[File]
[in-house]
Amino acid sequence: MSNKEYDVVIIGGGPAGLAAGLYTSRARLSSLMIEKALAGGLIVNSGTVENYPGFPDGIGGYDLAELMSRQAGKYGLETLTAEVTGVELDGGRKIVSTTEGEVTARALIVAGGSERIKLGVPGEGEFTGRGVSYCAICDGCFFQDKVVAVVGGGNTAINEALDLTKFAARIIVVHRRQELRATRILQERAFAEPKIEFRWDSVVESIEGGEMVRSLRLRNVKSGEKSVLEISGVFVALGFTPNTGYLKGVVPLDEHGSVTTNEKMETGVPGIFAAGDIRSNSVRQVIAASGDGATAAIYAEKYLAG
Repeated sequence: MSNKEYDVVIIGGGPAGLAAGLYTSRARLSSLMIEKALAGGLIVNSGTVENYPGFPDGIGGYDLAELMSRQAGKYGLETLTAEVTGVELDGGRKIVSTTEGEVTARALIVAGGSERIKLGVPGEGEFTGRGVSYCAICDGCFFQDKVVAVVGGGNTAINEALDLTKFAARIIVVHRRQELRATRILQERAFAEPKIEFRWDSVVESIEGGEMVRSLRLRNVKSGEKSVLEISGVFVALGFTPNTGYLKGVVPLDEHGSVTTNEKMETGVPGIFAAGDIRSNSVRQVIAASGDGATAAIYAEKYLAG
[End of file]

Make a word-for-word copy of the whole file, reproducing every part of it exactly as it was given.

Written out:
[in-house]
Amino acid sequence: MSNKEYDVVIIGGGPAGLAAGLYTSRARLSSLMIEKALAGGLIVNSGTVENYPGFPDGIGGYDLAELMSRQAGKYGLETLTAEVTGVELDGGRKIVSTTEGEVTARALIVAGGSERIKLGVPGEGEFTGRGVSYCAICDGCFFQDKVVAVVGGGNTAINEALDLTKFAARIIVVHRRQELRATRILQERAFAEPKIEFRWDSVVESIEGGEMVRSLRLRNVKSGEKSVLEISGVFVALGFTPNTGYLKGVVPLDEHGSVTTNEKMETGVPGIFAAGDIRSNSVRQVIAASGDGATAAIYAEKYLAG
Repeated sequence: MSNKEYDVVIIGGGPAGLAAGLYTSRARLSSLMIEKALAGGLIVNSGTVENYPGFPDGIGGYDLAELMSRQAGKYGLETLTAEVTGVELDGGRKIVSTTEGEVTARALIVAGGSERIKLGVPGEGEFTGRGVSYCAICDGCFFQDKVVAVVGGGNTAINEALDLTKFAARIIVVHRRQELRATRILQERAFAEPKIEFRWDSVVESIEGGEMVRSLRLRNVKSGEKSVLEISGVFVALGFTPNTGYLKGVVPLDEHGSVTTNEKMETGVPGIFAAGDIRSNSVRQVIAASGDGATAAIYAEKYLAG